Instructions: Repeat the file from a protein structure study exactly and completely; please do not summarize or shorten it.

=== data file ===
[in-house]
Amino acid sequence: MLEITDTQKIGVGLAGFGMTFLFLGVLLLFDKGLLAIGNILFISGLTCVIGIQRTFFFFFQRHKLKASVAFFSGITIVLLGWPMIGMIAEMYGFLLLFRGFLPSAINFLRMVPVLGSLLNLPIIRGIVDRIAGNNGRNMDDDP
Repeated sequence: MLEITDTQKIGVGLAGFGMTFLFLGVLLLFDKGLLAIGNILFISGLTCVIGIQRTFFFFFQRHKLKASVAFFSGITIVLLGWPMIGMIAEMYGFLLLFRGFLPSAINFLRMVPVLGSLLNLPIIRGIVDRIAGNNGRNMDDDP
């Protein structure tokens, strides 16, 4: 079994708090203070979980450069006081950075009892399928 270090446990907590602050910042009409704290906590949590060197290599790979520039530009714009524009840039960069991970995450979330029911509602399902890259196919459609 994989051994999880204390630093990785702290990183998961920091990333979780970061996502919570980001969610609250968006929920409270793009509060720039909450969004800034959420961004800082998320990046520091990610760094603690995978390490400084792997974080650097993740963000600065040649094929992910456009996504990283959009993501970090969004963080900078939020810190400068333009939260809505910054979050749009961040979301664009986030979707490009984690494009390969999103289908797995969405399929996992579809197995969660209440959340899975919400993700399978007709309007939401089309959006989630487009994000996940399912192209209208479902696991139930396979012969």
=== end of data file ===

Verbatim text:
[in-house]
Amino acid sequence: MLEITDTQKIGVGLAGFGMTFLFLGVLLLFDKGLLAIGNILFISGLTCVIGIQRTFFFFFQRHKLKASVAFFSGITIVLLGWPMIGMIAEMYGFLLLFRGFLPSAINFLRMVPVLGSLLNLPIIRGIVDRIAGNNGRNMDDDP
Repeated sequence: MLEITDTQKIGVGLAGFGMTFLFLGVLLLFDKGLLAIGNILFISGLTCVIGIQRTFFFFFQRHKLKASVAFFSGITIVLLGWPMIGMIAEMYGFLLLFRGFLPSAINFLRMVPVLGSLLNLPIIRGIVDRIAGNNGRNMDDDP
């Protein structure tokens, strides 16, 4: 079994708090203070979980450069006081950075009892399928 270090446990907590602050910042009409704290906590949590060197290599790979520039530009714009524009840039960069991970995450979330029911509602399902890259196919459609 994989051994999880204390630093990785702290990183998961920091990333979780970061996502919570980001969610609250968006929920409270793009509060720039909450969004800034959420961004800082998320990046520091990610760094603690995978390490400084792997974080650097993740963000600065040649094929992910456009996504990283959009993501970090969004963080900078939020810190400068333009939260809505910054979050749009961040979301664009986030979707490009984690494009390969999103289908797995969405399929996992579809197995969660209440959340899975919400993700399978007709309007939401089309959006989630487009994000996940399912192209209208479902696991139930396979012969």